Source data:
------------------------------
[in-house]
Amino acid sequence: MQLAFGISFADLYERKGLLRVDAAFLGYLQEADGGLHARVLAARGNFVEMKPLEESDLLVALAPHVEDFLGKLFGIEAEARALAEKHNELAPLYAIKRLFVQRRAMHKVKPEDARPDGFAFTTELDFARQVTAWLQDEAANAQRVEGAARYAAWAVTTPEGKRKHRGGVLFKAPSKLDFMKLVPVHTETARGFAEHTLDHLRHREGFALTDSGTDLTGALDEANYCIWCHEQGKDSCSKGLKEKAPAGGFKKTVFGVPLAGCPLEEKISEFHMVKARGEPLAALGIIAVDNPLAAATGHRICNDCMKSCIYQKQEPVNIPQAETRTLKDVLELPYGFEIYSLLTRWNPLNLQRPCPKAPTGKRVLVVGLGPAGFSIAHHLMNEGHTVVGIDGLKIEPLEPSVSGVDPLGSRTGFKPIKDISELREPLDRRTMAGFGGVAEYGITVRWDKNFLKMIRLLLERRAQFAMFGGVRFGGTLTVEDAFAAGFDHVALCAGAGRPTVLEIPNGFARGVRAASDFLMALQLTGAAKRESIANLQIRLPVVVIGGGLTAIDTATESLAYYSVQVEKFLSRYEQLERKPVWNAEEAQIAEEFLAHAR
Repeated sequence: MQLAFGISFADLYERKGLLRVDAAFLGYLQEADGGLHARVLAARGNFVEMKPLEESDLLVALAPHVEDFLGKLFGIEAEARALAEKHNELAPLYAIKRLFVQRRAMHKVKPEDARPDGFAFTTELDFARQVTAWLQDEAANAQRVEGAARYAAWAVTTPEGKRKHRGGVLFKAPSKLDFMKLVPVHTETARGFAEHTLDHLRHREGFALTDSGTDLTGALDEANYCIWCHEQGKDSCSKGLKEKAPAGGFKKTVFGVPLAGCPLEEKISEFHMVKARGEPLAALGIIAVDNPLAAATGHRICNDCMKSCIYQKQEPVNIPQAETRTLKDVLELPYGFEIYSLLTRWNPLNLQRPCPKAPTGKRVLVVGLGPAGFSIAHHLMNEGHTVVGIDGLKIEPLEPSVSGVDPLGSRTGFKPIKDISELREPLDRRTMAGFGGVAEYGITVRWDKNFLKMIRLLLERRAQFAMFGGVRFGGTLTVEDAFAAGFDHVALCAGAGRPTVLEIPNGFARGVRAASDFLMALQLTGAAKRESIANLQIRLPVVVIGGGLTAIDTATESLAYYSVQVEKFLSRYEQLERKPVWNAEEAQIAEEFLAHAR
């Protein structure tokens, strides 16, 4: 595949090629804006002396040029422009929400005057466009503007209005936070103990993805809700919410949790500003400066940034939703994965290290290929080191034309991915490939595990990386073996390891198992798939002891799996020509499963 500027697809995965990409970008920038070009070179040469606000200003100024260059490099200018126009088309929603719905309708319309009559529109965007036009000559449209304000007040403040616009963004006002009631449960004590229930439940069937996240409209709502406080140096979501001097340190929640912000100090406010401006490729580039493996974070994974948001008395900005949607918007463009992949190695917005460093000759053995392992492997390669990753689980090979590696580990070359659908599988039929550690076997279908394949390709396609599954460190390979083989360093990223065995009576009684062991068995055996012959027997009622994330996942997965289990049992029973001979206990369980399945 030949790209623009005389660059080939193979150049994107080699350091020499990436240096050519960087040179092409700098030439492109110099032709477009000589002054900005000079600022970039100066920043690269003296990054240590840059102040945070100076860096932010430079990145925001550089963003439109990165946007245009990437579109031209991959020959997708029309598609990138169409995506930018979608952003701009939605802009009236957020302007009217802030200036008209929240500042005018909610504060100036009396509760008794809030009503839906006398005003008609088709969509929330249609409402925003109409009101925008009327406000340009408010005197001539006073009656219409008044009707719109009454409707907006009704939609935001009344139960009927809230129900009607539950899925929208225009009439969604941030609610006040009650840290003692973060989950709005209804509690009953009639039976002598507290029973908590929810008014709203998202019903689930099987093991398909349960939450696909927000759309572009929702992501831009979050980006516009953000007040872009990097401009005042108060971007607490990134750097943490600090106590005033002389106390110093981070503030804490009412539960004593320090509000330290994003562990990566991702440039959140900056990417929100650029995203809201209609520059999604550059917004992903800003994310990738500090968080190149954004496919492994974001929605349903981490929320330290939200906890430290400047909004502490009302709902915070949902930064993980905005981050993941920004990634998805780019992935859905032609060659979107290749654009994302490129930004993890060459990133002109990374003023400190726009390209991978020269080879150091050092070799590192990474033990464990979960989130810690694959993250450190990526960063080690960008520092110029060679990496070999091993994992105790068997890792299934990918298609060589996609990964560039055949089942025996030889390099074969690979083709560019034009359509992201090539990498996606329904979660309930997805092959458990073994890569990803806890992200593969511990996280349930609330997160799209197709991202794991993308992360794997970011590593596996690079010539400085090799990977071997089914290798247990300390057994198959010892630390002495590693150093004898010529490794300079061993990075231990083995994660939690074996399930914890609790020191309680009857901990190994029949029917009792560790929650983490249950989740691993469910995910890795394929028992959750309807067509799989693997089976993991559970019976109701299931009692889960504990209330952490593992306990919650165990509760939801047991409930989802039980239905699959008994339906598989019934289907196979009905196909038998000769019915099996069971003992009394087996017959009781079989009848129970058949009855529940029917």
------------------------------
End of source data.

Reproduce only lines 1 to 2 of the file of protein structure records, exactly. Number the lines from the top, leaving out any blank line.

[in-house]
Amino acid sequence: MQLAFGISFADLYERKGLLRVDAAFLGYLQEADGGLHARVLAARGNFVEMKPLEESDLLVALAPHVEDFLGKLFGIEAEARALAEKHNELAPLYAIKRLFVQRRAMHKVKPEDARPDGFAFTTELDFARQVTAWLQDEAANAQRVEGAARYAAWAVTTPEGKRKHRGGVLFKAPSKLDFMKLVPVHTETARGFAEHTLDHLRHREGFALTDSGTDLTGALDEANYCIWCHEQGKDSCSKGLKEKAPAGGFKKTVFGVPLAGCPLEEKISEFHMVKARGEPLAALGIIAVDNPLAAATGHRICNDCMKSCIYQKQEPVNIPQAETRTLKDVLELPYGFEIYSLLTRWNPLNLQRPCPKAPTGKRVLVVGLGPAGFSIAHHLMNEGHTVVGIDGLKIEPLEPSVSGVDPLGSRTGFKPIKDISELREPLDRRTMAGFGGVAEYGITVRWDKNFLKMIRLLLERRAQFAMFGGVRFGGTLTVEDAFAAGFDHVALCAGAGRPTVLEIPNGFARGVRAASDFLMALQLTGAAKRESIANLQIRLPVVVIGGGLTAIDTATESLAYYSVQVEKFLSRYEQLERKPVWNAEEAQIAEEFLAHAR